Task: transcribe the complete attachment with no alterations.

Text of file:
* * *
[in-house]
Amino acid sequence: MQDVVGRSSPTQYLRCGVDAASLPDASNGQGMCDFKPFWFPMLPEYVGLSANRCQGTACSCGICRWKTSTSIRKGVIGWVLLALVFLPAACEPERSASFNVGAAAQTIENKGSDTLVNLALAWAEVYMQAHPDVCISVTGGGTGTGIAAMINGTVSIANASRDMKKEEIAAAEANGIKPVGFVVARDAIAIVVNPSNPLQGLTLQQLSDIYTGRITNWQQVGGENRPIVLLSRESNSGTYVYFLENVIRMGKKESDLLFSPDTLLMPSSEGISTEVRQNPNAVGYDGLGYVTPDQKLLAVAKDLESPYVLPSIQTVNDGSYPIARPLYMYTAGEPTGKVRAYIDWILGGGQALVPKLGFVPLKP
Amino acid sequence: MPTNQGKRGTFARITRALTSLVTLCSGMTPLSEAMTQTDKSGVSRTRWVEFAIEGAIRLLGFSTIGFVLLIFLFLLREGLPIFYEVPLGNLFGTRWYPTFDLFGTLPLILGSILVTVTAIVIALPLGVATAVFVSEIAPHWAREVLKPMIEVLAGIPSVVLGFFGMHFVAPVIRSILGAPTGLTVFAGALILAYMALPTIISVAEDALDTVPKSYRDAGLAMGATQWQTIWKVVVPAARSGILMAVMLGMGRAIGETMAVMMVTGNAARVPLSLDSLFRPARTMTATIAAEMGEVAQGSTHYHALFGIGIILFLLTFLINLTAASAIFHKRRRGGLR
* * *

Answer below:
[in-house]
Amino acid sequence: MQDVVGRSSPTQYLRCGVDAASLPDASNGQGMCDFKPFWFPMLPEYVGLSANRCQGTACSCGICRWKTSTSIRKGVIGWVLLALVFLPAACEPERSASFNVGAAAQTIENKGSDTLVNLALAWAEVYMQAHPDVCISVTGGGTGTGIAAMINGTVSIANASRDMKKEEIAAAEANGIKPVGFVVARDAIAIVVNPSNPLQGLTLQQLSDIYTGRITNWQQVGGENRPIVLLSRESNSGTYVYFLENVIRMGKKESDLLFSPDTLLMPSSEGISTEVRQNPNAVGYDGLGYVTPDQKLLAVAKDLESPYVLPSIQTVNDGSYPIARPLYMYTAGEPTGKVRAYIDWILGGGQALVPKLGFVPLKP
Amino acid sequence: MPTNQGKRGTFARITRALTSLVTLCSGMTPLSEAMTQTDKSGVSRTRWVEFAIEGAIRLLGFSTIGFVLLIFLFLLREGLPIFYEVPLGNLFGTRWYPTFDLFGTLPLILGSILVTVTAIVIALPLGVATAVFVSEIAPHWAREVLKPMIEVLAGIPSVVLGFFGMHFVAPVIRSILGAPTGLTVFAGALILAYMALPTIISVAEDALDTVPKSYRDAGLAMGATQWQTIWKVVVPAARSGILMAVMLGMGRAIGETMAVMMVTGNAARVPLSLDSLFRPARTMTATIAAEMGEVAQGSTHYHALFGIGIILFLLTFLINLTAASAIFHKRRRGGLR